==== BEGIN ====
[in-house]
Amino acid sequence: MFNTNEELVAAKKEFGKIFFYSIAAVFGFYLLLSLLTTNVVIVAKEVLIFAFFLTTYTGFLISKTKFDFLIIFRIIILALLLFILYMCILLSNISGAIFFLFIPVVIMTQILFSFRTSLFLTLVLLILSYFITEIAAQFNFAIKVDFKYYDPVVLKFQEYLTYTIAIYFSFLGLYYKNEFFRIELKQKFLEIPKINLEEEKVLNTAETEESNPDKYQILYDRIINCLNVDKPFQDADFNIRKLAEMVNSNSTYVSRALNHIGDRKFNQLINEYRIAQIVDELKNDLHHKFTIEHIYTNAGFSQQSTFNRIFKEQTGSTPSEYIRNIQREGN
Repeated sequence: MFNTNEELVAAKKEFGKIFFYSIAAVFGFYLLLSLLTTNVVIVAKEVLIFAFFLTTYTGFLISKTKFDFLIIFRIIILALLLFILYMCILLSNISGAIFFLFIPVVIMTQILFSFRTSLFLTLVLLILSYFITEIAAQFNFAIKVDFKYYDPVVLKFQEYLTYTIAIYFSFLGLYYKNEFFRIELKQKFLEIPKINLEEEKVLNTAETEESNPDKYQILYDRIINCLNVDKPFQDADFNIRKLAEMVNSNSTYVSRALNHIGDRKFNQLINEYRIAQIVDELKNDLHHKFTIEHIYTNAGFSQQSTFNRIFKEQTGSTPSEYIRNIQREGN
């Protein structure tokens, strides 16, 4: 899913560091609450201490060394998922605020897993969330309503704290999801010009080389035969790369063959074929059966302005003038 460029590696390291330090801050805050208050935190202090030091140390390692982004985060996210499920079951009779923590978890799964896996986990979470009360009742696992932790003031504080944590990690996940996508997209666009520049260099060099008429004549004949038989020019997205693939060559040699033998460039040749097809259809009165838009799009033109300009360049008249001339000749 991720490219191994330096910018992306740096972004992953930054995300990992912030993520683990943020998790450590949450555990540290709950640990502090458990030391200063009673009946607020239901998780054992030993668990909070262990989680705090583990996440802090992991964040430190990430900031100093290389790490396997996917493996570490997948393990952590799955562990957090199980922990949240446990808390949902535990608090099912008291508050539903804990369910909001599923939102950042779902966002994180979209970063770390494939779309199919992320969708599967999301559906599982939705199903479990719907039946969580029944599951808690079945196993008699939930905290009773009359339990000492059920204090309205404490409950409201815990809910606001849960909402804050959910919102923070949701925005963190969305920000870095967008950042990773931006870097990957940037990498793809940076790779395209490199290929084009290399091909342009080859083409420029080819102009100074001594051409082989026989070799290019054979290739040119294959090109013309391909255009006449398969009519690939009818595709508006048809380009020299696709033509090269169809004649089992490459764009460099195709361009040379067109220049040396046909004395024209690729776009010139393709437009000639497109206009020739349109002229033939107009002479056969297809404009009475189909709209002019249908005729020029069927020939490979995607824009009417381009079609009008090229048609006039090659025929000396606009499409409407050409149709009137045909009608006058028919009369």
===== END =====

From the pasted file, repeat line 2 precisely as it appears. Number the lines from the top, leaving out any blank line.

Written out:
Amino acid sequence: MFNTNEELVAAKKEFGKIFFYSIAAVFGFYLLLSLLTTNVVIVAKEVLIFAFFLTTYTGFLISKTKFDFLIIFRIIILALLLFILYMCILLSNISGAIFFLFIPVVIMTQILFSFRTSLFLTLVLLILSYFITEIAAQFNFAIKVDFKYYDPVVLKFQEYLTYTIAIYFSFLGLYYKNEFFRIELKQKFLEIPKINLEEEKVLNTAETEESNPDKYQILYDRIINCLNVDKPFQDADFNIRKLAEMVNSNSTYVSRALNHIGDRKFNQLINEYRIAQIVDELKNDLHHKFTIEHIYTNAGFSQQSTFNRIFKEQTGSTPSEYIRNIQREGN